Steve Herman contributed to this report.
President Donald Trump defended again Tuesday what critics are characterizing as racist rhetoric, focused on the majority African American city of Baltimore and one of its prominent representatives in Congress, Elijah Cummings, whose powerful committee is trying to obtain communications of White House officials, including the president’s family members.
Speaking to reporters outside the White House, Trump defended his recent inflammatory remarks, saying "I think I'm helping myself because I'm pointing out the tremendous corruption that's taken place in Baltimore and other Democratic-run cities."
Trump said "Those people are living in hell in Baltimore" and that "largely African American" city residents have let him know "they really appreciated what I'm doing." He also said he is the "least racist person in the world"
Trump doubled down on his criticism of Cummings, claiming "all that money that's been spent (in Baltimore) over 20 years has been stolen and wasted by people like Elijah Cummings."
On Monday, Trump falsely stated Baltimore has nation's worst crime statistics under Cummings' leadership.
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While Baltimore has a high crime rate, several other cities — including St. Louis, Detroit and Memphis — are ranked more dangerous, according to recent crime statistics
A critical series of tweets targeting Cummings began Saturday and has continued, with Trump referring to the congressman's district as "a disgusting, rat and rodent infested mess.”
Government statistics show, however, that Cummings's district, which includes impoverished parts of Baltimore and well-off suburban enclaves adjoining the city, has higher per capita income and higher median home values than the national average.
The focus on the Baltimore area and its congressman comes amid Trump battling over the past week on social media with others he has singled out for criticism, including two friendly nations: France and Sweden.
Trump also recently has been assailing four first-term Democratic lawmakers, all women of color, saying they should “go back” to their home countries, even though all four are American citizens, three of them by birth and the fourth, a Somali refugee, through naturalization.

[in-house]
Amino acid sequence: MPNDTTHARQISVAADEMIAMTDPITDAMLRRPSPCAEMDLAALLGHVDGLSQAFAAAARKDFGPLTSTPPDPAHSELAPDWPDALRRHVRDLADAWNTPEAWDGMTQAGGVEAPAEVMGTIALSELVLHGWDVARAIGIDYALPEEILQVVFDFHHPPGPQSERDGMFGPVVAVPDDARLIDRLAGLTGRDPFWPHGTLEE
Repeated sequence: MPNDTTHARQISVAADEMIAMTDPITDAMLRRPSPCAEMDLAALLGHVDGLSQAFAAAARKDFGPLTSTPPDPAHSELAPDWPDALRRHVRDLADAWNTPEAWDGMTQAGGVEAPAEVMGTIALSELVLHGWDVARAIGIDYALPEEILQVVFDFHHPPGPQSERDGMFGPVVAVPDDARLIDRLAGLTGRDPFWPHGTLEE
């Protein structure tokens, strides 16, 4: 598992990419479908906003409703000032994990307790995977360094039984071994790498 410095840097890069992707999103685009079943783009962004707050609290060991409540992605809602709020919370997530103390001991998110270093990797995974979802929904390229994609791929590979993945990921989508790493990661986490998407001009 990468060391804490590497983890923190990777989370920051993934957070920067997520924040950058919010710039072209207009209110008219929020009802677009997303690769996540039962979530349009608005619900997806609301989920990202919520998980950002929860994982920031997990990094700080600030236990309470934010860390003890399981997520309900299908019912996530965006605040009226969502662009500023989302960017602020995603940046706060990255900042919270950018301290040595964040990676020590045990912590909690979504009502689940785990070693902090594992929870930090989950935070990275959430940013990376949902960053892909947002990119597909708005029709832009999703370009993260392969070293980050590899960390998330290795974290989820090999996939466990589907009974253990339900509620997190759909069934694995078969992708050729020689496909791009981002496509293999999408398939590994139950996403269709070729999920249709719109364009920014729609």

As Trump unleashed his attacks, Cummings has defended himself.
"Mr. President, I go home to my district daily. Each morning, I wake up, and I go and fight for my neighbors. It is my constitutional duty to conduct oversight of the Executive Branch. But, it is my moral duty to fight for my constituents."
In recent congressional hearings, Cummings, as chairman of the House Oversight Committee, berated Kevin McAleenan, the acting Homeland Security chief, for the condition of the country's detention facilities at the border and the government's lax records on tracking the whereabouts of migrant parents it had separated from children at the border.
Cummings’s committee is also investigating Trump’s presidency, but he is not among the more than 100 Democrats calling for impeachment proceedings.
The committee, voting along party lines last Thursday, authorized subpoenas for personal emails and texts used for official business by top White House aides, including Ivanka Trump, and her husband, Jared Kushner.
Cummings said lawmakers had obtained “direct evidence” that the president’s daughter, Kushner and others were using personal accounts for government business in violation of federal law and White House policy.
Acting White House Chief of Staff Mick Mulvaney rejects the notion that Trump's attacks on Cummings are racially motivated.
“The president is attacking Cummings for saying things that are not true,” Mulvaney told the Fox News Sunday interview show. “It has absolutely zero to do with race.”